Most people also do not realize that the military has, from the very first H-bombs, used depleted uranium directly in the construction of the metallic components of the warheads themselves, AND that this depleted uranium is responsible for at least 50 % of the explosive power of each H-bomb, as well as almost all of the radioactive fallout from the H-bombs. This is because the plutonium trigger (which was also made from depleted uranium) heats the fusion materials (deuterium and tritium) to several million degrees celsius so that they can undergo nuclear fusion, which in turn produces a huge burst of enormously energetic fusion neutrons (4 or 5 times more energetic than the neutrons produced by nuclear fission).
But neutrons are highly penetrating and therefore do not create as powerful an explosion as they might unless they are intercepted by something which can absorb them and magnify t he energy by a factor of 2 or more in a non-penetrating form — and that’s what the depleted uranium in the H-bomb is there for. When these highly energetic fusion neutrons hit the DU (mainly U-238) atoms, those “non-fissile” atoms are in fact fissioned (something that almost never happens in nuclear fission reactors!) producing an enormously enhanced burst of energy (double or more than double) and a plethora of highly radioactive “fission products” which contribute most of the radioactive fallout of the H-bomb.
That’s why these bombs are called “fission-fusion-fission” bombs. The first fission is plutonium. Then there’s the fusion of the deuterium and tritium. Then the second fission, which is the depleted uranium.
If you remove the depleted uranium materials from the H-bomb, you get a “neutron bomb” — one that has much less blast, much less radioactive fallout, and an enormous spewing forth of highly penetrating neutrons which do not generally destroy buildings but which are absolutely deadly to living things.
And to think that a large percentage of that DU is good old Canadian (Saskatchewan) uranium! Yikes.
The Canadian connections with DU munitions are even closer than just providing the raw material, as the following little excerpt indicates….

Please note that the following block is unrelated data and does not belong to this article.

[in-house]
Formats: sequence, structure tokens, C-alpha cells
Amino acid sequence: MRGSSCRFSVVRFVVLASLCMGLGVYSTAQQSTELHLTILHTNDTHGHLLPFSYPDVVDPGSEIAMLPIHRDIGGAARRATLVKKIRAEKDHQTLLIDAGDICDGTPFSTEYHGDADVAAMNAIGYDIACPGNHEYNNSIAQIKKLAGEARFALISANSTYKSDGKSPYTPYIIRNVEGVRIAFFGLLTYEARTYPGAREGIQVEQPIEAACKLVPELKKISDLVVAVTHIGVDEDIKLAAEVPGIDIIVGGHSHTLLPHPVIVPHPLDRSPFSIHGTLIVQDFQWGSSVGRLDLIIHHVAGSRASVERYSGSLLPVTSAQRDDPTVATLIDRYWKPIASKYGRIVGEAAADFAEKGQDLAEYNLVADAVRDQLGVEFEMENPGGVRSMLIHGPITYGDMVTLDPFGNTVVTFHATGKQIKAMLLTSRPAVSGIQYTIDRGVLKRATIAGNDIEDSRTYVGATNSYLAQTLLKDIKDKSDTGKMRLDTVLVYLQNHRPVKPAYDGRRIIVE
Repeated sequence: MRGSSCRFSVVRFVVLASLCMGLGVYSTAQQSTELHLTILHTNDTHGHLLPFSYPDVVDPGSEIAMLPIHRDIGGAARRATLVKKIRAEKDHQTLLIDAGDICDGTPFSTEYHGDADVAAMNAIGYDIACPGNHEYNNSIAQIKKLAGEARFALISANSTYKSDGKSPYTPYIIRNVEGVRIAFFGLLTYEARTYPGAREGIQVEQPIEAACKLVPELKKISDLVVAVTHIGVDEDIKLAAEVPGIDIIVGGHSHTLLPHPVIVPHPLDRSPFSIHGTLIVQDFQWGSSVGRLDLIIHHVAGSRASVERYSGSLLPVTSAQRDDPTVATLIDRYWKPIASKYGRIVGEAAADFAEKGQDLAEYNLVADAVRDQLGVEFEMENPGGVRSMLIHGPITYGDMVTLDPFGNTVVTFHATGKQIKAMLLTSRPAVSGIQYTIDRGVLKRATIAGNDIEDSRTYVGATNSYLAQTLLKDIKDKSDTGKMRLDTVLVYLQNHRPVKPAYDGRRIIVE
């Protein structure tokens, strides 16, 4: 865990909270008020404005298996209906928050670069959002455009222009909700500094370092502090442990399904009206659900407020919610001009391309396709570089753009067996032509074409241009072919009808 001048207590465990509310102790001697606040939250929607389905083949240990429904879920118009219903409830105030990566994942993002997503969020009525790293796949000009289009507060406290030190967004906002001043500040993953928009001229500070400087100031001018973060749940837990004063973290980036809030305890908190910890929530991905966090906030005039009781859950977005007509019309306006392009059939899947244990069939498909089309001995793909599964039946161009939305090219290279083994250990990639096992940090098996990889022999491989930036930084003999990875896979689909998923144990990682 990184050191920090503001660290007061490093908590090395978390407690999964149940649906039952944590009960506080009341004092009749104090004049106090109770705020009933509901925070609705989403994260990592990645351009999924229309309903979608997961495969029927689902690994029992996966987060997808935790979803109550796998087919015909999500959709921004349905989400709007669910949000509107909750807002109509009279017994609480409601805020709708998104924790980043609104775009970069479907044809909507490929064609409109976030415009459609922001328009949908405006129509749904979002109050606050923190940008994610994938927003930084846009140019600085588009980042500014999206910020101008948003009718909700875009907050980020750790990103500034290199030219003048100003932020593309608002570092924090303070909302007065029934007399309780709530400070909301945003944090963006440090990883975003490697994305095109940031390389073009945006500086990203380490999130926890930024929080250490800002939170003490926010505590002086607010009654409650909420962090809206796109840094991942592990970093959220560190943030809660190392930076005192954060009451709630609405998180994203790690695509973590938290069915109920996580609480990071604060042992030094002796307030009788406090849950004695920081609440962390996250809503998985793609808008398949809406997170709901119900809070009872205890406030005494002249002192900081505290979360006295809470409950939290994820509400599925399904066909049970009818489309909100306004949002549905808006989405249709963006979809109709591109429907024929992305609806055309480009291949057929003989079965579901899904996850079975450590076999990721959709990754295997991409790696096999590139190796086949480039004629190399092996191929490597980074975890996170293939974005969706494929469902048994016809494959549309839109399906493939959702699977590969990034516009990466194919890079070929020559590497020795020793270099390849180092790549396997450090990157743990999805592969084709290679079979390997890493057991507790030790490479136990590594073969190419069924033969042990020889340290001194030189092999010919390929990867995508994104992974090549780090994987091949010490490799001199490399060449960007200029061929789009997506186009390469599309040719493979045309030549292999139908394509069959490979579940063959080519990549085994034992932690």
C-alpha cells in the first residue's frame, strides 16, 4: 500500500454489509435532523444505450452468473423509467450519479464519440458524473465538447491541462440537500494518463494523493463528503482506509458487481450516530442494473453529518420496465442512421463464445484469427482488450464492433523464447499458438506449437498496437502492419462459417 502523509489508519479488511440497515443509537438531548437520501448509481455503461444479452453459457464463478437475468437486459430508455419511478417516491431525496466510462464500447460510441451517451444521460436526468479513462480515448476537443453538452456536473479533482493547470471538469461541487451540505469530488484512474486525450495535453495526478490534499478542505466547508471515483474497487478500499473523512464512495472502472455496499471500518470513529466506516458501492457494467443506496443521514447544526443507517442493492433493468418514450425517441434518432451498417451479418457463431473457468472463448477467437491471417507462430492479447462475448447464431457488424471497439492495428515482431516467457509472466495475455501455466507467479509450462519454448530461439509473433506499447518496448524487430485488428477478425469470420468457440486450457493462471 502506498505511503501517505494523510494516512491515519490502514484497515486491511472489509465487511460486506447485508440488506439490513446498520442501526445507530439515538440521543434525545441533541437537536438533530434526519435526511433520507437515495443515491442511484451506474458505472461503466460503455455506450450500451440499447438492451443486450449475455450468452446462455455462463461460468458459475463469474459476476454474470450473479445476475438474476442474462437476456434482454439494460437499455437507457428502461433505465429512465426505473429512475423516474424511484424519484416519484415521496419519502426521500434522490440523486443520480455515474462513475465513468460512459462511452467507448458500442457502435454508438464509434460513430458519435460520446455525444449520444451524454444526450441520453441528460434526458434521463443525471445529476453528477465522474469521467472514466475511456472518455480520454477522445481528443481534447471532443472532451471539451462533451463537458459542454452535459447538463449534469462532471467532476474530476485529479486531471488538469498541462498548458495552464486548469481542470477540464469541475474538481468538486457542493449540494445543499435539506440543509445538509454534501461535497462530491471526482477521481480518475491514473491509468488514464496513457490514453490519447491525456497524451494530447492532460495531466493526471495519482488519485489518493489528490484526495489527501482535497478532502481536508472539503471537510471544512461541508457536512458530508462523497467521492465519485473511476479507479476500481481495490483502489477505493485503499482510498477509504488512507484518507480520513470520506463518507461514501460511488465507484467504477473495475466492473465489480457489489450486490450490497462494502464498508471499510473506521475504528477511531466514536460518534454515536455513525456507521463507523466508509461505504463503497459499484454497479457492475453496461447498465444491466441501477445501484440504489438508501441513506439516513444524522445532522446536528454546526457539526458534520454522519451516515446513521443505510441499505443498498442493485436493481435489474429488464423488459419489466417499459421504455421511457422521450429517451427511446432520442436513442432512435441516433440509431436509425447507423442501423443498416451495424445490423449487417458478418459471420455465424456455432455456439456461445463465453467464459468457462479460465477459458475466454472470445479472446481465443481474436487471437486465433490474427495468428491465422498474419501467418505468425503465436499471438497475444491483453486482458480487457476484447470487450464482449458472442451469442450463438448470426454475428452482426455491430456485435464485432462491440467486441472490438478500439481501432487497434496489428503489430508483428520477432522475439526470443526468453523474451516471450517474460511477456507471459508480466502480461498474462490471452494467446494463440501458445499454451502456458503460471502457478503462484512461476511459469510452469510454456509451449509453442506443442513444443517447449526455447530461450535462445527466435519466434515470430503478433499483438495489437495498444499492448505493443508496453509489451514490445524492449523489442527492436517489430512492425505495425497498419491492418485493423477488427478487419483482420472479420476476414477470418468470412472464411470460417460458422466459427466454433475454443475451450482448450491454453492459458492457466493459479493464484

12/26/2005 Uranium Biological Effects Study – Port Hope
UMRC is pleased on its official participation in the Port Hope Biological Studies Project, Port Hope Ontario. Port Hope is the home of two nuclear industry facilities: Zircatec Precision Industries and Cameco Nuclear Fuels Division. Cameco acquired the Port Hope uranium refinery, conversion and metals processing facility from the original Canadian Crown Corporation, Eldarado Nuclear. Eldarado Nuclear participated in the Manhattan Project and now as Cameco, supplies UF6 to the US uranium enrichment program and UO2 to Zircatec and other fuel rod manufacturers.
Currently Zircatec and Cameco process commercial natural uranium, depleted uranium, and enriched uranium stocks. As Eldoradeo, the refinery supplied Canadian and US Defense Departments with uranium and depleted uranium metals and extruded rods for kinetic energy penetrator research. Retired employees confirm that DU-KEP extruded rods were manufactured in Port Hope in the 1960’s onwards. The Cameco facility hosts one of the largest uranium metal processing capacities in the industry.
Dr. Asaf Durakovic, UMRC’s Director of Research has been appointed to the Medical Advisory Committee, Port Hope Community Health Concerns Committee. Tedd Weyman, UMRC’s Deputy Director is leading the field investigations at Port Hope.